Three times, James states, 'Faith without works is dead!' Here's how James' teaching agrees with and complements the teaching of Paul on justification.
Accepting the blood of Christ has a cost. If we are to uphold the terms of the covenant, we must give up the sinful life we led in the flesh and obey God.
How do we obey this call to test ourselves, to know whether we are in the faith? A good place to start is to see how God measures faith, beginning with Abraham.
What is faith? Is it something we work up or does God give it to us? Do we have the faith to be saved? Do we really trust God?
John Ritenbaugh, reflecting on God's gifts to Abel and the other luminaries in the faith chapter (Hebrews 11), suggests that all of us called-out ones are in the same spiritual predicament, needing to humbly use the gifts God has given to us, faithfully pu. . .
The only possibility of attaining peace is a relationship with God—peace with God through our Lord and Savior Jesus Christ, which must continually be refined.
Just as a dead person does no works, so a faith that does not include works is also dead. A person in whom living, saving faith exists will produce works.
Martin Collins, focusing on the Prophet Habakkuk, whose name means "one who embraces" or "one who clings," suggests that a major theme of the Book of Habakkuk is the importance of clinging to God regardless of the vicissitudes of life. . . .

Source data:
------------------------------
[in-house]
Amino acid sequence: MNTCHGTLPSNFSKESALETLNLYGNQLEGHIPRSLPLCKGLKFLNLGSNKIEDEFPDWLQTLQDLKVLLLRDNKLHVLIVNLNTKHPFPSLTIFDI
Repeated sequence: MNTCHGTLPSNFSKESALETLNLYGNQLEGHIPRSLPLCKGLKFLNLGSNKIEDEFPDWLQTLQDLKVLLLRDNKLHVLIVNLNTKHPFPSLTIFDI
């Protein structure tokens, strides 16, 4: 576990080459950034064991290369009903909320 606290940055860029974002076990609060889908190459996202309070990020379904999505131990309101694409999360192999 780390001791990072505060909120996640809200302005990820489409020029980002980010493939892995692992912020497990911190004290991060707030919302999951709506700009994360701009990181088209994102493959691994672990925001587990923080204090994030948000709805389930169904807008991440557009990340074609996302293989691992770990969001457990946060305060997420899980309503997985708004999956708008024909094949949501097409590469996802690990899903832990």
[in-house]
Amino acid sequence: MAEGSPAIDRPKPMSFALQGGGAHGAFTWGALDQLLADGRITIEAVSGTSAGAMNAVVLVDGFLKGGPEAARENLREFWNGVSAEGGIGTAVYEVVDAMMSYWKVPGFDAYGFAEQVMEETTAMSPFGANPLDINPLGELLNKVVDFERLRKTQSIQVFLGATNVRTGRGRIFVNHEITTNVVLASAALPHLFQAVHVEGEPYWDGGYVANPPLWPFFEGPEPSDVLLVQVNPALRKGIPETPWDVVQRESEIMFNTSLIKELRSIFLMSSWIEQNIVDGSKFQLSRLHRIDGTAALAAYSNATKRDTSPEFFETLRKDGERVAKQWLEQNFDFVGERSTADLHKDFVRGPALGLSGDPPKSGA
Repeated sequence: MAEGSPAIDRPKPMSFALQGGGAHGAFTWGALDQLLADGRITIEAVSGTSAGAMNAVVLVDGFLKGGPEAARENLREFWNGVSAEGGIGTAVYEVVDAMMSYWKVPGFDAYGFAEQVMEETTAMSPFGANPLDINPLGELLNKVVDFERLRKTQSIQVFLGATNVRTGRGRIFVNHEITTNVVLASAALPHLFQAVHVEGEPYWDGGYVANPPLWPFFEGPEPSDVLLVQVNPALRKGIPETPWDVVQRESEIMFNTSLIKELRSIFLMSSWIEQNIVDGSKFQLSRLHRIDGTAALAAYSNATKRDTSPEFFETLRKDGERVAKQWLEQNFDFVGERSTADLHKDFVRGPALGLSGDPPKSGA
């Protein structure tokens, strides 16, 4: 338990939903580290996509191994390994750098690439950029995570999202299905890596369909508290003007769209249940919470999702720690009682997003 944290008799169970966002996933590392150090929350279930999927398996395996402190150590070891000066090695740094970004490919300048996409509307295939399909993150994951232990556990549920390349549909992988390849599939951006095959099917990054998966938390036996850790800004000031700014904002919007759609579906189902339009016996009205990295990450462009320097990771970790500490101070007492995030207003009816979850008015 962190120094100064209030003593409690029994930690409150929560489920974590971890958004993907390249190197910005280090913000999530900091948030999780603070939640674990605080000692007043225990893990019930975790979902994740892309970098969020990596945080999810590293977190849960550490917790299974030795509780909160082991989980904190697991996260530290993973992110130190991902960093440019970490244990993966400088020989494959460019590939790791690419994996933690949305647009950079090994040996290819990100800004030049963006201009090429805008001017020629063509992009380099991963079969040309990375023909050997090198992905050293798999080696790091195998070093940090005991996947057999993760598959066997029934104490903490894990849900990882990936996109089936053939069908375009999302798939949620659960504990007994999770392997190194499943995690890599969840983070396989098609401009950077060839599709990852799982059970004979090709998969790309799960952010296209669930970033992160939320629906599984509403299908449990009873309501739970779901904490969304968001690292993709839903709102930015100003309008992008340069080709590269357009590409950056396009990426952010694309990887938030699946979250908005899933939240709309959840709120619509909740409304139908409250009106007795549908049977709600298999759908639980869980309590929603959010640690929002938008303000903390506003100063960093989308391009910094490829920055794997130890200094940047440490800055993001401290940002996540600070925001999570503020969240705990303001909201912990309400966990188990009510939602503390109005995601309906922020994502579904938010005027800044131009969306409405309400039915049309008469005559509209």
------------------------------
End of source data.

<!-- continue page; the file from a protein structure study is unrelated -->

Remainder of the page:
Richard Ritenbaugh asserts that the epistle of James stresses both faith and works, emphasizing those factors necessary for growth, enabling us to produce a bountiful harvest of fruit. We are to exercise humility and impartiality, taking particular effort . . .
What many religious people do not seem to understand is that justification before God is just the beginning of something far more involved—and that is living by faith. John Ritenbaugh covers the faithful life and work of Noah, illustrating that walki. . .
Richard Ritenbaugh reiterates that the command to eat unleavened Bread outnumbers the command to refrain from eating leavened bread three to one, indicating that if we actively engaged ourselves in studying God's word and doing righteousness, we wouldn't h. . .
Using the analogy of the A-Team, Richard Ritenbaugh asserts that when everybody works together to reach a common goal, the chances of success skyrocket. When the vision or unity of purpose is removed, chaos or disintegration is the inevitable result (Prove. . .
The three parables in Matthew 25 (The Ten Virgins, The Talents and The Sheep and Goats) all focus on the importance of spiritual preparedness.
The true nature of God differs greatly from the trinitarian concept. Having created us in His form and shape, God desires to develop us into His character image.
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